• Tenacity
  • Curiosity
  • Story finding
  • Story telling

Journalists are now expected to be adept at:

  • Social media for sourcing, gathering, breaking and disseminating news
  • Uploading multimedia content to content management systems
  • Basic online video and audio skills (particularly using a mobile phone)
  • Photography skills (including shooting, cropping, captioning and editing)
  • Analytics and SEO
  • Visualising data
  • Knowing how to compete against public bodies, businesses and charities in the online sphere

And is it advantageous for new recruits to have:

  • A basic understanding of html and coding
  • Knowledge of Photoshop, Googledrive, Excel
  • Strong editing skills

This ever-expanding digital skill set, underpinned by strong communication and investigation skills, poses many challenges to journalism educators who must add increasing components to their courses whilst maintaining some sense of what it means to be a journalist and to produce journalism.

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Making the most of conferences

Each year academics make a plea to their head of department or head of research for funding to attend conferences at home or abroad. These can be events run by universities, research networks, industry, training providers or accreditation bodies and they often have a mixture of academics and practitioners attending.

Many Higher Education institutions will only fund staff to attend an academic conference if they are presenting a paper and individuals will only get funding for a skills based conference if they identify the particular need in their annual appraisal or it is a requirement of continuing accreditation.

Therefore when permission (and funding) to attend a conference is granted, it is an opportunity to be seized.

Here are some tips on making the most of conference attendance from my post on

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Lecturer published in two media textbooks


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Two journalism and media textbooks featuring work by SHU journalism lecturer Dr Lily Canter have gone on sale.

The Routledge Companion to British Media History and Ethics for Digital Journalists: Emerging Best Practices contain chapters written Dr Canter, who is one of many international academics who worked together to produce the books.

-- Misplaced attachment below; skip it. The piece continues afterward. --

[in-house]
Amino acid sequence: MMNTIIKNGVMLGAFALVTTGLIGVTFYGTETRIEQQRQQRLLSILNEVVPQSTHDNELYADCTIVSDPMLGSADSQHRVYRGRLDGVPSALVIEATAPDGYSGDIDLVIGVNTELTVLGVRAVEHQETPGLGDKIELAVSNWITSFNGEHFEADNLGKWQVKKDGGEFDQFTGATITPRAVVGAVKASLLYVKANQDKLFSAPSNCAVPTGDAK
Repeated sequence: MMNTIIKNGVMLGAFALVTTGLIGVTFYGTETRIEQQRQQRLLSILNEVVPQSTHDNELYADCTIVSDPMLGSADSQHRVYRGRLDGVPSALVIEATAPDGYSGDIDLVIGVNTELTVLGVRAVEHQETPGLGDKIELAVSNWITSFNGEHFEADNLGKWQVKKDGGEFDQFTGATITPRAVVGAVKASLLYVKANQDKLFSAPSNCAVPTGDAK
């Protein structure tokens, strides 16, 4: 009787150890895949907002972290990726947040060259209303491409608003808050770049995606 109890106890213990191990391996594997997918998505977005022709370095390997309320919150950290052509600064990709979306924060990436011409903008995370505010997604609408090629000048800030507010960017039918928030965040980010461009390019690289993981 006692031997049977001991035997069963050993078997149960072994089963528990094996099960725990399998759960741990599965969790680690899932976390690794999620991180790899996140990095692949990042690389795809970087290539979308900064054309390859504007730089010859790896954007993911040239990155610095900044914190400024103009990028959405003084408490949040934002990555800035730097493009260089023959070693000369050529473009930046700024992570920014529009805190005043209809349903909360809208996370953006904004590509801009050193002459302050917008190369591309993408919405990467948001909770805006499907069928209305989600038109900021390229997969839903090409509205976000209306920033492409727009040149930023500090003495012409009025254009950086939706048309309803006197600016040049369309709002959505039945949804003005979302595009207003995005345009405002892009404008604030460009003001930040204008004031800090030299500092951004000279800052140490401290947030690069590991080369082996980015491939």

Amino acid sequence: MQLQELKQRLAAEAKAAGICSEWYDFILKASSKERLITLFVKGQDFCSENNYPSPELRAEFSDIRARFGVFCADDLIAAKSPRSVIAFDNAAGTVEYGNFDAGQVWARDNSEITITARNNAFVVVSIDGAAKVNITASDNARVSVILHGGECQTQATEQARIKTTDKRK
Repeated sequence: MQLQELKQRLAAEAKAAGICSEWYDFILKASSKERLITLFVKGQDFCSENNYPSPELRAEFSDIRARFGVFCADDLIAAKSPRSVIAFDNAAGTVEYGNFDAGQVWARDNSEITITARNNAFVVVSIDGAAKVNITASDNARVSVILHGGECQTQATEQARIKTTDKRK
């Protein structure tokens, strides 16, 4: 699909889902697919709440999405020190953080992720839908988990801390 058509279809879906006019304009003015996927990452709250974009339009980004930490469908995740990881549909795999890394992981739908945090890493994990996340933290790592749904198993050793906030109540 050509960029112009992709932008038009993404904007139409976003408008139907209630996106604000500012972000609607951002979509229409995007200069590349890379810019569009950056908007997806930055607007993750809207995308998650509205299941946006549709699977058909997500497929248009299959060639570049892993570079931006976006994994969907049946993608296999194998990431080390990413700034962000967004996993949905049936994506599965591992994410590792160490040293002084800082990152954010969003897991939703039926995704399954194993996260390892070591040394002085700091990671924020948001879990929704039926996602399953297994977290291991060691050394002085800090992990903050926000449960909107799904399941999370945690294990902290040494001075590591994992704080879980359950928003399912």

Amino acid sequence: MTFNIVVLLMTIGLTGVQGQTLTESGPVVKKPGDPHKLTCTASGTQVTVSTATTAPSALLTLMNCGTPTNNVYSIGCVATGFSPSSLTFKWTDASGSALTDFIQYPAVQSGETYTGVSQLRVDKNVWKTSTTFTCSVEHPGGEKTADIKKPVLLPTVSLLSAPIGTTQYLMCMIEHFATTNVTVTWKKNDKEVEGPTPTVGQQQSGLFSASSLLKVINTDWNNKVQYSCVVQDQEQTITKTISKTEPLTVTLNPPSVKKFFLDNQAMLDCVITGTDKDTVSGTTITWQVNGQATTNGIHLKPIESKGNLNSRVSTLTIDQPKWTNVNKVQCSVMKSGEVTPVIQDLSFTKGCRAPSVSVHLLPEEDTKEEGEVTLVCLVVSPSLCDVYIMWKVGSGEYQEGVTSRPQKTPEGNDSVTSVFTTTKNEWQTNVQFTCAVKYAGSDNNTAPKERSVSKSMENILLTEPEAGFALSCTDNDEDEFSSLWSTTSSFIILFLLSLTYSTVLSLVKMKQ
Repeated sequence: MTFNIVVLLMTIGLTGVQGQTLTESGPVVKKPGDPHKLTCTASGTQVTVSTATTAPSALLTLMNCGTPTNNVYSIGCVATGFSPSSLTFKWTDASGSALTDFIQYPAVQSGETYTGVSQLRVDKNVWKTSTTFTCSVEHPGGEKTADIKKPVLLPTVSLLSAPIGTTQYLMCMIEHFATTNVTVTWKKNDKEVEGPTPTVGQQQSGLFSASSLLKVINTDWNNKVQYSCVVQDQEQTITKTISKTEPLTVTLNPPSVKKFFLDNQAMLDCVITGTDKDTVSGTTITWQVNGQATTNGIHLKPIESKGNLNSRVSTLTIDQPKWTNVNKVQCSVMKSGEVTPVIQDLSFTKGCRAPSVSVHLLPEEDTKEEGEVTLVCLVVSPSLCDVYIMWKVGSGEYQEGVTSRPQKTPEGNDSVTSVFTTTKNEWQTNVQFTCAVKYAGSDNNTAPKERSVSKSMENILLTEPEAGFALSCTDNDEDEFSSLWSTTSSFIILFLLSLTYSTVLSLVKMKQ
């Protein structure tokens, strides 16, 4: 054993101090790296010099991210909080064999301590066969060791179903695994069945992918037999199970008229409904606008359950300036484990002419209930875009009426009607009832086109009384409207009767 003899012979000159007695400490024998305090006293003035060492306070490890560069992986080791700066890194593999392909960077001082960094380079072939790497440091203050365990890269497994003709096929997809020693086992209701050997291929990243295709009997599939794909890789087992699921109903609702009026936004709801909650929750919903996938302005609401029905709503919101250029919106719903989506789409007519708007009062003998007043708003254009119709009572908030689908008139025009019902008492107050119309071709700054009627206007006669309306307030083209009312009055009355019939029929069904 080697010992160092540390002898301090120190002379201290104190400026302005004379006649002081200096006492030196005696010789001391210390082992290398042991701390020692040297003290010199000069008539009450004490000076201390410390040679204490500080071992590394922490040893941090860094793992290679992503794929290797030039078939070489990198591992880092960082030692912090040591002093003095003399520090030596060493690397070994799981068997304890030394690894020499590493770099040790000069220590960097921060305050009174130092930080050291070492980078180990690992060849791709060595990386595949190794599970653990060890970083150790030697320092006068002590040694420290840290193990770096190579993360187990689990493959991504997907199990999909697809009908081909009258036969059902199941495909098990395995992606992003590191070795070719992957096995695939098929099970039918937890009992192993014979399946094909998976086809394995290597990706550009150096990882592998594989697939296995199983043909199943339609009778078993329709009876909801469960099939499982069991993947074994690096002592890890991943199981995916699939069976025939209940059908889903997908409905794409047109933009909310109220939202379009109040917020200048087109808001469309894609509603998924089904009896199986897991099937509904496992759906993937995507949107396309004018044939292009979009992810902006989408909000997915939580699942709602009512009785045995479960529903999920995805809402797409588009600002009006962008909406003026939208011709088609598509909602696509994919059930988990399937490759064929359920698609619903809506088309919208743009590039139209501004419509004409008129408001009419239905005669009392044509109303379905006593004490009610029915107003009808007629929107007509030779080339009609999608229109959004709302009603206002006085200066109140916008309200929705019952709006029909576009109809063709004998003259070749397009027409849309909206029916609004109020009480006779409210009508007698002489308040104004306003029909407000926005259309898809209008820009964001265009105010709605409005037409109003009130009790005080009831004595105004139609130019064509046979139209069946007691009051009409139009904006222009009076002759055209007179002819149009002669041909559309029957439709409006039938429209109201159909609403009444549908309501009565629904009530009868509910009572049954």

Lily’s chapter in the British Media History textbook explores how the political economy and consumption of local news has remained the same for hundreds of years whilst the chapter in Digital Journalists looks at how journalists and the public can work collaboratively.

She said: “These are both excellent, comprehensive textbooks which I am honoured to have been a part of. They will be essential reading for all PR, media and journalism students.”

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SHU lecturer and student collaborate at film awards


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Journalism student Danielle Hayden played a key role in the Film Northants festival this year, which is run by journalism lecturer Lily Canter.

Danielle was part of the reporting team at the two award ceremonies held at the Errol Flynn Filmhouse in Northampton on September 1 and 2.

The ceremonies included the screening of 20 short films, Q&As with film-makers, the presentation of awards and a champagne reception.

Danielle worked as a multimedia reporter and tweeted from both events, filmed video and audio clips, interviewed film-makers and judges and wrote two blog posts.

She also saved the day at the Under 16s event when a major technical glitch meant her Macbook had to used to play the film files as the cinema system was not working.

Danielle said: “I feel proud to have been a part of Film Northants. I had such a great time and I hope…

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On the receiving end: getting caught out by my own profession(s)

One website article was all it took to take a positive, learning experience and turn it into a poisoned chalice. And yet I should have known better.

A month ago I visited the Derbyshire Times as part of my personal development and as part of my role as Subject Group Leader for Journalism, to make sure  the course at Sheffield Hallam University was up to date and in line with industry.

I could only spare two days but I found it a valuable experience which reaffirmed many of the things we were already teaching and reinforced the importance of elements such as multimedia skills, old fashioned news reporting skills and media law.

I then wrote a blog post outlining the changes in the industry as I saw them. Much of the content in this post was stating the obvious and indeed that was the point. It was a simple outline that I thought would be of interest to other academics and journalists (as it isn’t always obvious to everyone), and it was based on my personal viewpoint.

The Derbyshire Times were happy with the blog and it received a couple of positive comments which described it as “fascinating” and”timely”. It was not earth-shattering news or groundbreaking observation  but I felt it had served its purpose and been of sufficient interest to a handful of people.